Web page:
Lack of planning, money, and knowledge about food pose difficulties for students. Here are some ideas for eating more vegetables, simply and without breaking the bank.
Leaving the family nest and flying on our own is both exciting and demanding for us students. The major change is suddenly finding ourselves responsible for our food: deciding on menus, doing the grocery shopping, and preparing meals. Without mom to cook for us, we have to make do. This reality, I knew it and I still live it. Over the years, I have been able to organize myself in order to succeed in my studies and eat well. We don’t all take nutrition courses, but we all eat. It is unavoidable, food occupies a place in everyone’s life. The key to success in combining studies and healthy eating is to be organized and to know some basic notions to eat well at a lower cost.
Question of price or education?
“Students eat peanut butter and Kraft Dinner®.” This reputation is not entirely false. With a limited budget, we look at the relatively inexpensive choices first. Let’s face it, some of our pantries have little variety of foods. Is it a question of price or knowledge? The good news is that eating well is easier than you think.
What is eating well?
At each meal, you only need to find three or four food groups: fruits and vegetables, preferably whole-grain cereal products, milk or alternatives, and meat or alternatives. Make sure you have a good dose of protein at meals, such as lean meat, poultry, fish, eggs, dairy products, tofu, legumes, and the famous peanut butter! And no, neither beer nor a banana is definitely worth a steak! It’s time to put some vegetables in the vegetable drawer. So, put some color on your plates by adding, among other things, fruits and vegetables. This is more attractive to the eye, more appetizing and generally indicates a good vitamin content, with the exception of the course of Froot Loops® (which you can keep in seasoning…) and fruit roll-ups! Vary the foods to benefit from a range of nutrients. In addition, take reasonable portions respecting your appetite.
Finally, take pleasure in cooking meals and eating them elsewhere than in front of the computer. Don’t make the same mistake I did. Now I eat at the table with my roommate. As a result, I am more productive when I return to my work. And I know more about my roommate: she is a vegetarian! Meal planning In a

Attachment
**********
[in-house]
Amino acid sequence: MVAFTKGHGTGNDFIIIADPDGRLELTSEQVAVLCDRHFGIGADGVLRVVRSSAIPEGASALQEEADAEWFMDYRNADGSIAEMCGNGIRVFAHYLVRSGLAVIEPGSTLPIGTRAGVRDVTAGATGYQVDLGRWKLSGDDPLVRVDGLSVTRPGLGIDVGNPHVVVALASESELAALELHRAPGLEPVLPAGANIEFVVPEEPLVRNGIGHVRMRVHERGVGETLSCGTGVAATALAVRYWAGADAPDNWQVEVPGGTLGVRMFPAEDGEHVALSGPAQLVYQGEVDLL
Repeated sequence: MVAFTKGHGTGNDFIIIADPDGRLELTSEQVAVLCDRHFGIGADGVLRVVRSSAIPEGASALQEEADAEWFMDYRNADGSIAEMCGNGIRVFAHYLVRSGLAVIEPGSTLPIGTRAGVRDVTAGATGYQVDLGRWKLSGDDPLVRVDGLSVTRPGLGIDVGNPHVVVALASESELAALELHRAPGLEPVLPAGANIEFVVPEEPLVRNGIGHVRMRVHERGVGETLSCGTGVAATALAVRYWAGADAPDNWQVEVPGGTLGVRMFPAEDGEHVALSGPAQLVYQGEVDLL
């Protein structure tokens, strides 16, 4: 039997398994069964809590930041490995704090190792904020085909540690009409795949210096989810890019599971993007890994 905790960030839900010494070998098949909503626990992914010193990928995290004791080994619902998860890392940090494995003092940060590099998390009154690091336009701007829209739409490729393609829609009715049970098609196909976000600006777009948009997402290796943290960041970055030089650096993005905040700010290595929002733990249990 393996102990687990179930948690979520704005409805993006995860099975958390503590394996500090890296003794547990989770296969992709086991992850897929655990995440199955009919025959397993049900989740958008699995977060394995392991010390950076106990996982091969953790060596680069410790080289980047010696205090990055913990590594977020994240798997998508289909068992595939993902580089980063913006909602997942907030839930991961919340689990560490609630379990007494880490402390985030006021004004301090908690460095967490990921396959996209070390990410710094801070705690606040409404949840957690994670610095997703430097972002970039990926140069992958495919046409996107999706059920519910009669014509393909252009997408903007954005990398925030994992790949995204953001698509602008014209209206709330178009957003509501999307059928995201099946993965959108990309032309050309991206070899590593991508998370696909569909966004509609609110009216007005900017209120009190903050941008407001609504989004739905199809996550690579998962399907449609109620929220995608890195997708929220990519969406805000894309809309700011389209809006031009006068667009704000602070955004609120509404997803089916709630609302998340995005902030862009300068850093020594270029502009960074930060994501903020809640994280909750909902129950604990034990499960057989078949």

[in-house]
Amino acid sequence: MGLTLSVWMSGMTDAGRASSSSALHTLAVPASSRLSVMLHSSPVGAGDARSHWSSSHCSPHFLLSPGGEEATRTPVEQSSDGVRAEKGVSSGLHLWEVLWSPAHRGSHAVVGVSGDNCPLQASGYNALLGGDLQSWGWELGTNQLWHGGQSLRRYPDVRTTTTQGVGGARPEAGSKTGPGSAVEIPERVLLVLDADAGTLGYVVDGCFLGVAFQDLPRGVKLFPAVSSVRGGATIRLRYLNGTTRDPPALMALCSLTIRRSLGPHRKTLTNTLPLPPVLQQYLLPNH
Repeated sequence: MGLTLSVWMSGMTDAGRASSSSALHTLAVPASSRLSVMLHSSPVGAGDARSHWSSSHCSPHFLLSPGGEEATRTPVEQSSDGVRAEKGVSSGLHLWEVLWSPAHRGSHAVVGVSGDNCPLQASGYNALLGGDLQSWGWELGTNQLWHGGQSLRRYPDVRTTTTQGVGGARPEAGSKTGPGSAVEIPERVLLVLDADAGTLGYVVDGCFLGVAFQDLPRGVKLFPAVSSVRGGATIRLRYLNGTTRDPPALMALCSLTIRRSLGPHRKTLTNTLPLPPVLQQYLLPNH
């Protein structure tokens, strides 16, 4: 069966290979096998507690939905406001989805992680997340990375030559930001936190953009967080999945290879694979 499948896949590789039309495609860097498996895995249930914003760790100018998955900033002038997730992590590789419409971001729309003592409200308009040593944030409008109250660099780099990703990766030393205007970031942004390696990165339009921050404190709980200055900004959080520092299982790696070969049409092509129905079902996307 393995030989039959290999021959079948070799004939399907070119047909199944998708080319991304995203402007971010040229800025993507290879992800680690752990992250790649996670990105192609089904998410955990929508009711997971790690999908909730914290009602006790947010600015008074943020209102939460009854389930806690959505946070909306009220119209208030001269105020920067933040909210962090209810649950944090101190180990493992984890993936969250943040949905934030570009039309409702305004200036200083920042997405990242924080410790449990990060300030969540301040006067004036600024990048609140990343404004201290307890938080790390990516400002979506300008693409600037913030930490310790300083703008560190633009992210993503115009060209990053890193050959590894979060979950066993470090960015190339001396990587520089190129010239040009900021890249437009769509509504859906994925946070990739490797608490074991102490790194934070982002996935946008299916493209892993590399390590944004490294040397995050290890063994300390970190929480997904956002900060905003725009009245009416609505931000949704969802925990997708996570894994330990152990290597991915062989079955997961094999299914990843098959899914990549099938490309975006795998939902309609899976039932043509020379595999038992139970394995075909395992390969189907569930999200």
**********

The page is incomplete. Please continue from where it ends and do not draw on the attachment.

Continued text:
hurry to study and get work done? Preparing food can seem like a heavy task and a waste of time. But, I quickly realized that it is less so when you plan. Here are some tips:
1. Menu Plan
Think of meal ideas and plan the menu for a few days. If you live with a roommate, share the preparation. Do not hesitate to draw inspiration from recipe books, magazines,
list Make a list of necessary foods. It allows you to reduce the number of visits to the grocery store and to better predict costs.
3. At the grocery store
Go there after eating and buy only the foods on your list. This avoids food waste, over-purchasing (eg ending up with two jars of mayonnaise in the fridge), and surprises when paying. Another advantage is that it reduces the time spent at the grocery store.
4. Meal preparation
Display the menu in the kitchen area or discuss it the night before with your roommate. Thus, the first person arriving at the apartment can start supper. This is the way I have favored for three years. What a pleasure to have a good meal waiting for us! We each do it in turn. Take advantage of this step to prepare lunch for the next day. Double the recipe or, while the meal is cooking, cut vegetables and prepare a green salad, pasta, beans, or a sandwich.
5. Eat at the table
Taking the time to eat in good company without performing other tasks is pleasant and essential. This allows you to stop for a few minutes, to become aware of your hunger and satiety signals, therefore to better respect your needs. This break will allow you to replenish your energy.
When you are a student, you want to eat healthily as long as the prices are reasonable. Here are my tips:
1. The flyer
Read the flyers of several supermarkets to find out about the best specials of the week and to compare the prices. So many flyers, that’s a lot of paper spent according to your activist roommate? So, manage to consult them in secret. Take advantage of the discount coupons in the flyer or those in the grocery store.
2. Cook for two and for two
This way you will save time and money. If you cook meals together, you will avoid food waste and increase variety. For example, the broccoli stalk will be consumed more quickly and you could enhance your plates with different vegetables. In addition, buying regular sizes is more economical than buying in individual portions. If your budget allows, stock up on special foods: broths, canned tomatoes, frozen fruits, vegetables, etc.
3. Food choices
In the panoply of inexpensive foods with good nutritional values, we find seasonal fruits and vegetables, frozen vegetables, whole grain products (no more expensive than their refined equivalent), low-fat milk, legumes, tofu, eggs, untrimmed or unseasoned meat, poultry and fish, light tuna, salmon and canned sardines.
The moral of the story
Living in an apartment makes it possible to meet several challenges for both a student and a person in their first years of renting. Whatever your status, you often encounter the same difficulties. But although you learn to be responsible for your diet, nothing prevents you from accepting – when the opportunity arises – mom’s homemade dishes or dad’s famous spaghetti sauce!